the best-laid schemes

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the best-laid schemes

proverb Said when something ends poorly or differently than expected, despite preparations for success. It is an abbreviated version of the line, "The best-laid schemes o' mice an' men gang aft a-gley" (go astray), from Robert Burns' poem "To a Mouse," which itself is a play on the proverb "the best-laid plans of mice and men oft go astray." I always thought our marriage was stable and that we'd be together forever. I guess it's true what they say, though, the best-laid schemes and all that. A: "I've been working on this project for six months, and now, right before it's due, they tell me they want something completely different." B: "That's rough. The best-laid schemes, I suppose."
See also: scheme
Farlex Dictionary of Idioms. © 2015 Farlex, Inc, all rights reserved.

best-laid schemes/plans, the

The most careful plans sometimes do not succeed. It was probably already a cliché by the time Robert Burns used the phrase in “To a Mouse” (1786): “The best-laid schemes o’ mice an’ men gang aft a-gley [go often astray].”
See also: scheme
The Dictionary of Clichés by Christine Ammer Copyright © 2013 by Christine Ammer
See also:
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I'll be weel awa fae climate cheenge in my time, pouns shillins an pence an syne decimalisation lang forgotten wi cairds aaready takkin ower, bit the time at blaiks aa is foo ill-health connachs oor dreams an "the best laid schemes o mice an men gang aft agley" on the rosie roads aheid.
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The best laid schemes of Mice and Men gang aft agley.
AS Robbie Burns once said, 'The best laid schemes of mice and men gang aft agley'.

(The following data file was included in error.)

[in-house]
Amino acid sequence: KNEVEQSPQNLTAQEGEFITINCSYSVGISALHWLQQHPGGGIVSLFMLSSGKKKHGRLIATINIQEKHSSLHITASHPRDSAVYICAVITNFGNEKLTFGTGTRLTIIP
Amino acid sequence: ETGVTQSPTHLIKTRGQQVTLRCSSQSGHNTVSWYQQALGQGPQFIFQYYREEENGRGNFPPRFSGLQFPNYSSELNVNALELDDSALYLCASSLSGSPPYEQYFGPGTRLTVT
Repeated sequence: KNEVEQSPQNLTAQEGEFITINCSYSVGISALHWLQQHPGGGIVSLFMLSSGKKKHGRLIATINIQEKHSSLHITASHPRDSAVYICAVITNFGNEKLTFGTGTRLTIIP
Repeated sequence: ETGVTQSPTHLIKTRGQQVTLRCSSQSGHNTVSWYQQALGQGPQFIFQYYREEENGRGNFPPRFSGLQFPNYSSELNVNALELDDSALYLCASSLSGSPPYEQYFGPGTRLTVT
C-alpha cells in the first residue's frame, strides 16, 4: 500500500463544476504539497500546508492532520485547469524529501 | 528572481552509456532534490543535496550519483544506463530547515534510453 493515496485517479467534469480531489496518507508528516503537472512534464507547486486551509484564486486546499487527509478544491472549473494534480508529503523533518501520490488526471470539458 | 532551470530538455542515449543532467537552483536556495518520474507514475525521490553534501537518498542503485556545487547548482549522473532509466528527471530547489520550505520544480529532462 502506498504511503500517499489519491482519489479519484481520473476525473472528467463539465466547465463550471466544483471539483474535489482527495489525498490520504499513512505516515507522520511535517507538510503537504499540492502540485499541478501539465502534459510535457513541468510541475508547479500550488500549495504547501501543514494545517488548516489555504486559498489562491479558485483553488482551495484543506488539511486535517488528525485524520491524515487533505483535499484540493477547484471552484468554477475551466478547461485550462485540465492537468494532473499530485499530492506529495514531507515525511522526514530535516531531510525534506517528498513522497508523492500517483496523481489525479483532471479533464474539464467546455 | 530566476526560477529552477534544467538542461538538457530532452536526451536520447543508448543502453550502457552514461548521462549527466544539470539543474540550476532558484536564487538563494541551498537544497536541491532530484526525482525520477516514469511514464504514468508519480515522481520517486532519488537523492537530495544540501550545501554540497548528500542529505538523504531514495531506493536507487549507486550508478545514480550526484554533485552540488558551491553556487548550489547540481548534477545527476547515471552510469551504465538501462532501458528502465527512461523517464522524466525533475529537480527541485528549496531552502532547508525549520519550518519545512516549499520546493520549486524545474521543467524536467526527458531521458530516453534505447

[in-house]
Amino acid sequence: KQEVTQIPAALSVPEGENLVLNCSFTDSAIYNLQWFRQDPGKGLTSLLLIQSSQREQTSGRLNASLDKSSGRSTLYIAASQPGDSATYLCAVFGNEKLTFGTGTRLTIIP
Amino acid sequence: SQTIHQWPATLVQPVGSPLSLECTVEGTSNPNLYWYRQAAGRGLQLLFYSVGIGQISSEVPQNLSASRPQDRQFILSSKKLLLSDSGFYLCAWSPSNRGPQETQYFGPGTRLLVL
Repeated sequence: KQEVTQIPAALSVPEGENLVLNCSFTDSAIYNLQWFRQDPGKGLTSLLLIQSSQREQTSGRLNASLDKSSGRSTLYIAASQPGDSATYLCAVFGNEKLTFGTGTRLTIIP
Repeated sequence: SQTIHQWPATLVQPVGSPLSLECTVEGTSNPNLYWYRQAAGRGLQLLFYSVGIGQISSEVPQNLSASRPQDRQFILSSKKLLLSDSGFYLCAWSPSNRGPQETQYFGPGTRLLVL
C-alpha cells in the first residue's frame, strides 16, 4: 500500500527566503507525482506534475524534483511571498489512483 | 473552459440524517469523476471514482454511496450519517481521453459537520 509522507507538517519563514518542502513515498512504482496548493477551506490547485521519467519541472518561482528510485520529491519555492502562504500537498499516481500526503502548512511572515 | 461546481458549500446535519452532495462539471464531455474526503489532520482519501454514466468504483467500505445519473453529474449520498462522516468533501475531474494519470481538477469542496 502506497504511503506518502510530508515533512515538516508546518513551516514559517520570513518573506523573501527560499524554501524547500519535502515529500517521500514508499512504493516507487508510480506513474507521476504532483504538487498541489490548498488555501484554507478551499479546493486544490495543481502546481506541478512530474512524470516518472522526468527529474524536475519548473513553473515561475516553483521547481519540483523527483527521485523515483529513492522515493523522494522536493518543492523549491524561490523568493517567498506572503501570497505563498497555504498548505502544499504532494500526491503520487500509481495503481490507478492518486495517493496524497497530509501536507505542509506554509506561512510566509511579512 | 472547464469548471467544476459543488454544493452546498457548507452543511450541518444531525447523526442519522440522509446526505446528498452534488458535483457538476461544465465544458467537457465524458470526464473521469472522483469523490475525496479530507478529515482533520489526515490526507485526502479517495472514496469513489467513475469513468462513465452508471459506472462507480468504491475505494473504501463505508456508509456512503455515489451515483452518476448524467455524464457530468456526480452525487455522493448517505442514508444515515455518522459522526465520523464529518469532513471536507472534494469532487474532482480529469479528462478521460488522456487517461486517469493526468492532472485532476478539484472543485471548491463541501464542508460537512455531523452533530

Gentle Giant Lennie aspires to be with George and join him in his Eden, but as the saying goes - the best laid schemes of mice and men often go awry.
Gentle giant Lennie aspires to be with George and join him in his Eden but, as Robert Burns famously wrote, the best laid schemes of mice and men often go awry.
American literary icon John Steinback was influenced by Burns, naming his classic book 'Of Mice and Men' after the first line of the poem To A Mouse, which contains the line: "The best laid schemes o' mice an' men / Gang aft agley."
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So near to a great night out and yet so far from your final resting place at St Michael's, Rabbie - the best laid schemes do, indeed, gang aft agley.
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It stands in the way of even the best laid schemes o' mice an' men, to borrow from Robert Burns.
The title of this column is taken from a line in Robert Burns' 1786 poem "To a Mouse" that reads "The best laid schemes of mice and men often go awry." Truer words were never spoken when describing my experience using the Sit-to-Stand (STS) machine featured in March's non-Pulitzer-prize-winning column "My Physical Therapist and the 'Iron Maiden.'"
But, to quote Robbie Burns, "The best laid schemes o' mice an' men/ Gang aft agley." Here we were, January 2014, with no minister and no prospective minister in sight.
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